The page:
Eagles’ 2020 Draft Picks

Norris’ Options

1 (21). WR Justin Jefferson, LSU – It was shocking to see the Eagles bypass wide receiver during free agency, but there is no better year to double down on the position. Jefferson is ready-made for the NFL. He contributed 109 receptions out of the slot last year, leading the country, but his contributions to an offense exceed that area of the field. Jefferson possesses outstanding body control and strong hands to haul in contested catches at a high rate and forced 25 missed tackles last season. He makes plays. That’s the definition of creating yards others simply cannot.

2 (53). S/LB Jeremy Chinn, Southern Illinois – Malcolm Jenkins’ role and production might be difficult to replace. The veteran is obviously comfortable in coverage and consistently made plays when moving toward the line of scrimmage. This draft class houses an unusual number of prospects who did the same at the college level – the only question is if they will do the same in the NFL. Chinn is an insane athlete (99th percentile) with linebacker size, so if safety doesn’t work, perhaps he’ll make the shift inside, similar to Thomas Davis.

3 (103). EDGE Terrell Lewis, Alabama – Lewis got in a trip to the Eagles just before prospect visits were halted. The Eagles certainly have a lot of young edge rushing depth on rookie contracts, but none have taken that next step. Lewis presents “freak” moments of appearing to be on another tier above collegiate tackles, and he can close in a flash when looping inside or on effort sacks.

4 (127). WR John Hightower, Boise State – Again, it is surprising the Eagles did not prioritize another vertical playmaker after seeking out DeSean Jackson before the 2019 season. Hightower is not Jackson, few are, but he could fill the role after averaging 16 and 18 yards per catch over the last two seasons.

4 (145). LB Markus Bailey, Purdue – Bailey might be this year’s Jordan Hicks – a linebacker coming off an injured season who displays playmaking skills against the run and in coverage.

4 (146). OL Danny Pinter, Ball State – Pinter has plenty of experience at right tackle, but some teams could project him inside. The Eagles always boast great offensive line depth, and Pinter might be an ideal utility blocker.

5 (168). QB Anthony Gordon, Washington State – There’s just one year left on Nate Sudfeld’s contract. Perhaps they will choose to extend him, or the team may look to a backup on a rookie contract.

6 (190). RB James Robinson, Illinois State – Miles Sanders should dominate backfield touches for the Eagles, and Boston Scott certainly had his moments. Robinson presents a different skill set at 219 pounds with balance to break tackles.

Click on a link below to jump directly to another NFC East team or continue to the next page:

Cowboys | Eagles | Giants | Redskins

The Rotoworld Football crew’s Ian Hartitz, Nick Mensio, John Daigle and Hayden Winks are breaking down every team’s biggest needs, division by division, and Josh Norris offers potential solutions in this month’s NFL Draft.

For a breakdown on every team, check out the team-by-team draft preview schedule.

New York Giants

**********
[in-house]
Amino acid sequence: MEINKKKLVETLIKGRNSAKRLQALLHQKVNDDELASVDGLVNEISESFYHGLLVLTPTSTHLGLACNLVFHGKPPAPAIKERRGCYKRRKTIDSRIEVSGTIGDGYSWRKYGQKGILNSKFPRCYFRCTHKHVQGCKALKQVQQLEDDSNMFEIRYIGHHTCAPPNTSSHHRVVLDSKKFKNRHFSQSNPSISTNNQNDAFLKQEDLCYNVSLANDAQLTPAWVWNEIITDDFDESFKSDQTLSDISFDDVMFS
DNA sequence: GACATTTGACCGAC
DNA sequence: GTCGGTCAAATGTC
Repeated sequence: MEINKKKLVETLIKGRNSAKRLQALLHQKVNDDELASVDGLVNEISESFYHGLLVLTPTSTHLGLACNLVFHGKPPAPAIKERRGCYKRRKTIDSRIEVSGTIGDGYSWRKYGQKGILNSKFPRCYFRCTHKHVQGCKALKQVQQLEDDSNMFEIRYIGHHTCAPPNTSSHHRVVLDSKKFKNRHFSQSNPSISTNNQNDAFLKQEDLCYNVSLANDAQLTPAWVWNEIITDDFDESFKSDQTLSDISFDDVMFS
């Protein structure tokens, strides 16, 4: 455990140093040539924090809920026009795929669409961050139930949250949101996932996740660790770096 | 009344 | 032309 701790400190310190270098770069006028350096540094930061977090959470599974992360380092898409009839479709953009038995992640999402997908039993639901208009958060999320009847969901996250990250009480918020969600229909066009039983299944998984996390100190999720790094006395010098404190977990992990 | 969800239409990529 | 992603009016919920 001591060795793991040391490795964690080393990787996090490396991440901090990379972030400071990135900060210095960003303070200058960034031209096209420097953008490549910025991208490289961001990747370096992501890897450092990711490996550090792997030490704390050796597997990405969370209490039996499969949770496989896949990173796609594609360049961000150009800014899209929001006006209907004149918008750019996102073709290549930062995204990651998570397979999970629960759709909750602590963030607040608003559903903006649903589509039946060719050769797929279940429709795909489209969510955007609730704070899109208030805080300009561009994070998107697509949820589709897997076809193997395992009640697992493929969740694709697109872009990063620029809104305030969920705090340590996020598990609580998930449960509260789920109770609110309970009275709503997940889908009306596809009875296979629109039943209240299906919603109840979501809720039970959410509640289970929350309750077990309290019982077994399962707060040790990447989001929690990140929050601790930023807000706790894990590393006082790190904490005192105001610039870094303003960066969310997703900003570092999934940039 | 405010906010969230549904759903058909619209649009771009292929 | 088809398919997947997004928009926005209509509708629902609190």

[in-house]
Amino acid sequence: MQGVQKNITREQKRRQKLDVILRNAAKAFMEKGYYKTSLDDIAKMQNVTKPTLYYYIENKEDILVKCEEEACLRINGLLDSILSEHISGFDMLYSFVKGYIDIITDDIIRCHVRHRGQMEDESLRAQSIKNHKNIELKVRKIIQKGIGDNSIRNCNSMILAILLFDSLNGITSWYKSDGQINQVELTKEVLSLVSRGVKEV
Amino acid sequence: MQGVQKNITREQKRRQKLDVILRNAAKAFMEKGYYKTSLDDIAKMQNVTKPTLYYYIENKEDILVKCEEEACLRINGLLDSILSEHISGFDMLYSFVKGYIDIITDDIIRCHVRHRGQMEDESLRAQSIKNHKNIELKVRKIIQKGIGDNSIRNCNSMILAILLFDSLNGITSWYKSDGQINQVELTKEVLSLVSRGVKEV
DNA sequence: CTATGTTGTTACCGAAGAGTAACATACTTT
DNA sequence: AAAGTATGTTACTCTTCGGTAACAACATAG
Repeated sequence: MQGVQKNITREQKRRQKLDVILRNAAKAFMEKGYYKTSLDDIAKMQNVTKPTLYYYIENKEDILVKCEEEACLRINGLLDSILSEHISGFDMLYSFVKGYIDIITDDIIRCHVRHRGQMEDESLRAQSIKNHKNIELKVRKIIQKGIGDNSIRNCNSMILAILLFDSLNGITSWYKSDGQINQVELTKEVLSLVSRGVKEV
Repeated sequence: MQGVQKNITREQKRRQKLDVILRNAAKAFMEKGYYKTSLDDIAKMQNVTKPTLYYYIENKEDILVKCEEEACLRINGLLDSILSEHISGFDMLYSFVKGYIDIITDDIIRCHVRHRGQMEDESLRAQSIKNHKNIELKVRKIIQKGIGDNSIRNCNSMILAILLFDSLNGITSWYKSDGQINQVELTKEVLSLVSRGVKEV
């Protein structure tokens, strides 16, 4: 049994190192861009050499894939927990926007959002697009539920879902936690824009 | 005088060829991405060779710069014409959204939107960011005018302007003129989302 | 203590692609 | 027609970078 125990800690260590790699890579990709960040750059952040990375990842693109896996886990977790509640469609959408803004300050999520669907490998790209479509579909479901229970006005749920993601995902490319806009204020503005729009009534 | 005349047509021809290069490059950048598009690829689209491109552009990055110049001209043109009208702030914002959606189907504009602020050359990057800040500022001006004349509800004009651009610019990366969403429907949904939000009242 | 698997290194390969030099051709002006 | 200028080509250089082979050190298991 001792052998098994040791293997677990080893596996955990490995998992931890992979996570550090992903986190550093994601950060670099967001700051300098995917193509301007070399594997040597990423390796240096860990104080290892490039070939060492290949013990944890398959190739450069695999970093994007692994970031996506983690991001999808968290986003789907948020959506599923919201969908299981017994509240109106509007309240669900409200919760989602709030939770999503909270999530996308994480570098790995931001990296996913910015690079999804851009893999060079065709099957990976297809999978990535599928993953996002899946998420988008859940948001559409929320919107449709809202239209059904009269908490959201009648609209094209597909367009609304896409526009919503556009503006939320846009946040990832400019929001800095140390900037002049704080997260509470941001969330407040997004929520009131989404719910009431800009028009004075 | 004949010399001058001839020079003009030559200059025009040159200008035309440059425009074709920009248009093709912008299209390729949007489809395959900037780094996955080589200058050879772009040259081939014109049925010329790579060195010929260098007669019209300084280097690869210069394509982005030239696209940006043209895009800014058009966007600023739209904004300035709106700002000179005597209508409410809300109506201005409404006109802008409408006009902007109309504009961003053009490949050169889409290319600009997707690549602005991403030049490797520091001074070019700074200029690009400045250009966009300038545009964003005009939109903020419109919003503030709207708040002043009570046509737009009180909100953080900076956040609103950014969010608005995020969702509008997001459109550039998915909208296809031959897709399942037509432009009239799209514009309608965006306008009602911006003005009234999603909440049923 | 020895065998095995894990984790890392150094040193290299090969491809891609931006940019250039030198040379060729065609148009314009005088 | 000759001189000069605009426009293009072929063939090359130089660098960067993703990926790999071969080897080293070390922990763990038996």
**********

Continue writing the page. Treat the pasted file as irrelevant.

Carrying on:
Notable Offseason Additions: CB James Bradberry, LB Blake Martinez, TE Levine Toilolo, OLB Kyler Fackrell, OT Cameron Fleming, QB Colt McCoy, S Nate Ebner, RB Dion Lewis, DT Austin Johnson, TE Eric Tomlinson

Starting Offense

QB: Daniel Jones

RB: Saquon Barkley

WR1: Sterling Shepard

WR2: Darius Slayton

WR3: Golden Tate

TE: Evan Engram

LT: Nate Solder

LG: Will Hernandez

C: Spencer Pulley

RG: Kevin Zeitler

RT: Cameron Fleming

Starting Defense

DE: Leonard Williams

DE: Dexter Lawrence

DT: Dalvin Tomlinson

MLB: Blake Martinez

MLB: David Mayo

OLB: Kyler Fackrell

OLB: Lorenzo Carter

CB: James Bradberry

CB: Deandre Baker

SCB: Grant Haley

S: Julian Love

S: Jabrill Peppers

 

Team Needs

Hartitz’s Analysis

Secondary: The Giants were fairly awful against No. 1 WRs (32nd in DVOA), TEs (21st) and RBs (24th) alike in 2019. They replaced Janoris Jenkins with James Bradberry, but this isn’t enough: exactly none of their CBs ranked inside of PFF’s top-100 overall corners. Last year’s first-round pick Deandre Baker will need to improve drastically in his second season with this group to take a step forward.

Offensive line: This offensive line was one of just 10 units to average fewer than four adjusted line yards per rush in 2019. Meanwhile, Daniel Jones joined Sam Darnold as the only QBs to be pressured on at least 40% of their dropbacks. RT Mike Remmers was replaced with OT Cameron Fleming, but more work needs to be done here.

Defensive line: Trading for former-Jets DE Leonard Williams was a solid enough idea, but they failed to come to an agreement on a long-term deal and he will now play the 2020 season on the franchise tag. The team needs to invest more resources into the entire defense, as only the Seahawks have fewer 2020 cap dollars devoted to the defensive side of the ball than the Giants.

 

Giants’ 2020 Draft Picks

Norris’ Options

1 (4). T Tristan Wirfs, Iowa – During his time with the Panthers, Dave Gettleman was consistent with the phrase “left tackle feet,” a trait only a few prospects possessed. This class is loaded with tackle talent at the top, but when he’s at hist best Wirfs tops the list. He has all of the skills to hold up on a pass protection island series after series … but his consistency can be lacking. Wirfs has a nasty habit of overextending or losing his balance and ending up on the ground. I bet decision-makers see fixable moments. It helps that Wirfs has experience of both sides of the line.

2 (36). C Cesar Ruiz, Michigan – Gettleman has doubled down on a need in drafts when that area of weakness is evident and pressing. Defensive tackle (Lotulelei and Shot) and cornerback (James Bradberry and Daryl Worley). The Giants’ offensive line qualifies. Ruiz is an active and athletic center who might project as an immediate starter.

3 (99). S Ashtyn Davis, Cal – With Jabrill Peppers operating best closer to the line of scrimmage, the Giants could be on the lookout for a versatile playmaker in the secondary. Davis isn’t locked into one spot, spending time at free safety, in the box and in the slot, succeeding in all three spots. Safeties with range can change the success of a defense – Davis possesses that.

4 (110). EDGE Alton Robinson, Syracuse – The Giants’ roster numbers on the edge in terms of pass rushers after focusing on top talents along the inside. While Robinson likely fits in the “numbers” category, he offers a fantastic motor with explosion that leads to production.